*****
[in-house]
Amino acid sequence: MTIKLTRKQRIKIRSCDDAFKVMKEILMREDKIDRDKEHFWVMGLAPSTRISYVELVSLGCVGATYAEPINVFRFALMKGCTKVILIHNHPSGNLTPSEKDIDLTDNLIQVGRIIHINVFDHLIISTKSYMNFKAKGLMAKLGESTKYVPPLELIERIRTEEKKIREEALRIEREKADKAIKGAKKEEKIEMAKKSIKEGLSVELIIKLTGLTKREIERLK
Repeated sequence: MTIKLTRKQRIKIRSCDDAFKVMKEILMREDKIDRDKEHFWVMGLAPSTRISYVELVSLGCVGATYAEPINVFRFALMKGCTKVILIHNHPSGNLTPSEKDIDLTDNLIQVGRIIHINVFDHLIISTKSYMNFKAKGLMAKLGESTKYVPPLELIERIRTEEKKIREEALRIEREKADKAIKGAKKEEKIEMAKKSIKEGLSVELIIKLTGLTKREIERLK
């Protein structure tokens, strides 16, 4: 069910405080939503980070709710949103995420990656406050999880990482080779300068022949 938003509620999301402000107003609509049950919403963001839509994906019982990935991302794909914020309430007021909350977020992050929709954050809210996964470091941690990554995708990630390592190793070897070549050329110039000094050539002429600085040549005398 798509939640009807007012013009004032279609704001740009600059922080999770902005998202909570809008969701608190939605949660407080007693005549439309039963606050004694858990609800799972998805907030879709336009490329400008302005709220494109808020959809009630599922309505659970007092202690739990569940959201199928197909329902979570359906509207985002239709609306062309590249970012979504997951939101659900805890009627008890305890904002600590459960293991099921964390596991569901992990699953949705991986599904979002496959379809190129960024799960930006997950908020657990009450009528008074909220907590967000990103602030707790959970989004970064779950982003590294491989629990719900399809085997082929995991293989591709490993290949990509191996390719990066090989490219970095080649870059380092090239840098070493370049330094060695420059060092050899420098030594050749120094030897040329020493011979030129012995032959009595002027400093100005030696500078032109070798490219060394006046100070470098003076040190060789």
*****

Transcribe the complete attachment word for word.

[in-house]
Amino acid sequence: MTIKLTRKQRIKIRSCDDAFKVMKEILMREDKIDRDKEHFWVMGLAPSTRISYVELVSLGCVGATYAEPINVFRFALMKGCTKVILIHNHPSGNLTPSEKDIDLTDNLIQVGRIIHINVFDHLIISTKSYMNFKAKGLMAKLGESTKYVPPLELIERIRTEEKKIREEALRIEREKADKAIKGAKKEEKIEMAKKSIKEGLSVELIIKLTGLTKREIERLK
Repeated sequence: MTIKLTRKQRIKIRSCDDAFKVMKEILMREDKIDRDKEHFWVMGLAPSTRISYVELVSLGCVGATYAEPINVFRFALMKGCTKVILIHNHPSGNLTPSEKDIDLTDNLIQVGRIIHINVFDHLIISTKSYMNFKAKGLMAKLGESTKYVPPLELIERIRTEEKKIREEALRIEREKADKAIKGAKKEEKIEMAKKSIKEGLSVELIIKLTGLTKREIERLK
């Protein structure tokens, strides 16, 4: 069910405080939503980070709710949103995420990656406050999880990482080779300068022949 938003509620999301402000107003609509049950919403963001839509994906019982990935991302794909914020309430007021909350977020992050929709954050809210996964470091941690990554995708990630390592190793070897070549050329110039000094050539002429600085040549005398 798509939640009807007012013009004032279609704001740009600059922080999770902005998202909570809008969701608190939605949660407080007693005549439309039963606050004694858990609800799972998805907030879709336009490329400008302005709220494109808020959809009630599922309505659970007092202690739990569940959201199928197909329902979570359906509207985002239709609306062309590249970012979504997951939101659900805890009627008890305890904002600590459960293991099921964390596991569901992990699953949705991986599904979002496959379809190129960024799960930006997950908020657990009450009528008074909220907590967000990103602030707790959970989004970064779950982003590294491989629990719900399809085997082929995991293989591709490993290949990509191996390719990066090989490219970095080649870059380092090239840098070493370049330094060695420059060092050899420098030594050749120094030897040329020493011979030129012995032959009595002027400093100005030696500078032109070798490219060394006046100070470098003076040190060789």